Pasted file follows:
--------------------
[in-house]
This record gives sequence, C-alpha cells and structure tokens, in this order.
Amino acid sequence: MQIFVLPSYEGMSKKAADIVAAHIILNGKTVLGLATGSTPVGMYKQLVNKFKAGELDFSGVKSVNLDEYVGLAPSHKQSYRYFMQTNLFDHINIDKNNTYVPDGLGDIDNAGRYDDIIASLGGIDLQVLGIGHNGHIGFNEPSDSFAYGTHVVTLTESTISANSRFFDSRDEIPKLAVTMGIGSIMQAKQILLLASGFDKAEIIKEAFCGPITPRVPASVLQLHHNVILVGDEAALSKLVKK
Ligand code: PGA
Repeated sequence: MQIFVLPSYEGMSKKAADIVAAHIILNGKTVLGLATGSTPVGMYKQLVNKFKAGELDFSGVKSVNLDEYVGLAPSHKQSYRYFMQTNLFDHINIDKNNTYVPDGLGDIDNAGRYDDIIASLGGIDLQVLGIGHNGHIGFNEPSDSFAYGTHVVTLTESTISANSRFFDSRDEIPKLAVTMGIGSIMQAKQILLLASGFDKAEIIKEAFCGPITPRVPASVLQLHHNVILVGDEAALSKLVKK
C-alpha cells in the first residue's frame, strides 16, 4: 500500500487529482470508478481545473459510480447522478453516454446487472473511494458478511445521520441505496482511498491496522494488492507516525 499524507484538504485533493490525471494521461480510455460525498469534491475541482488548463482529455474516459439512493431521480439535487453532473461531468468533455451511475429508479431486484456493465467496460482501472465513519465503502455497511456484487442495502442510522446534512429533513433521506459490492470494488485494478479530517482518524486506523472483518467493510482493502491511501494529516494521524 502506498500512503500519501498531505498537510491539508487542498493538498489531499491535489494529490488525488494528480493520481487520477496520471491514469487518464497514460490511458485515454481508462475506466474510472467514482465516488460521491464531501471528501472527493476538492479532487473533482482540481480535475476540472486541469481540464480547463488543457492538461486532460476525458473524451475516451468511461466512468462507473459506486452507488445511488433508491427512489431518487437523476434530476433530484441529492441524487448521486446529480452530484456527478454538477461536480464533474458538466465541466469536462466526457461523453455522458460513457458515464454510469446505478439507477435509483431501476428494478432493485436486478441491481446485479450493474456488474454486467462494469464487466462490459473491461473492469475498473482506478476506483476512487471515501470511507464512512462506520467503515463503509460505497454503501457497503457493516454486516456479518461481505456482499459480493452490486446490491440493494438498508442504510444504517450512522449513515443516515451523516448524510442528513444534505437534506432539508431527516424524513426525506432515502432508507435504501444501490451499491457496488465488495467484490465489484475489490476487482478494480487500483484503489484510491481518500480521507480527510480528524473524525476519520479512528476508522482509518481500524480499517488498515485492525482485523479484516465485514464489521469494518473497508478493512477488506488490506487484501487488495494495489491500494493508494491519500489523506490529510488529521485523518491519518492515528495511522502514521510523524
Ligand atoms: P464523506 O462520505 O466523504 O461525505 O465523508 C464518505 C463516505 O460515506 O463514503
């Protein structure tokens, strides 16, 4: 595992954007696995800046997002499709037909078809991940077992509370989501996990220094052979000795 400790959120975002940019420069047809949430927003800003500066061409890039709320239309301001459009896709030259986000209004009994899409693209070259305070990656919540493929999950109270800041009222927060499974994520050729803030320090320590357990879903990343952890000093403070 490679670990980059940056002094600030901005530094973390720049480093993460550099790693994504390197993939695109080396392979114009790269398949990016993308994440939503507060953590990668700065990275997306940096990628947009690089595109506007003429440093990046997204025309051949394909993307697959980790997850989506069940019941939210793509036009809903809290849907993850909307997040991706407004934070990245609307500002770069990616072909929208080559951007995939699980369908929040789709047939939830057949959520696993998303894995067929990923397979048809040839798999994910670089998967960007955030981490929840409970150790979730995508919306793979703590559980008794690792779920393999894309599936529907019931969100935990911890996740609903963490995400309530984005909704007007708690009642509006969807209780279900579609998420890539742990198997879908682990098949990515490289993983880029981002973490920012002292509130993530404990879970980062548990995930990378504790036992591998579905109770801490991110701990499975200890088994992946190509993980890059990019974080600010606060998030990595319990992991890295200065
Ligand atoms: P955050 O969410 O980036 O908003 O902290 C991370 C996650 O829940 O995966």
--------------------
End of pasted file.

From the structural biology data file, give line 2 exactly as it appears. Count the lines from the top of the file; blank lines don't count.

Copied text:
This record gives sequence, C-alpha cells and structure tokens, in this order.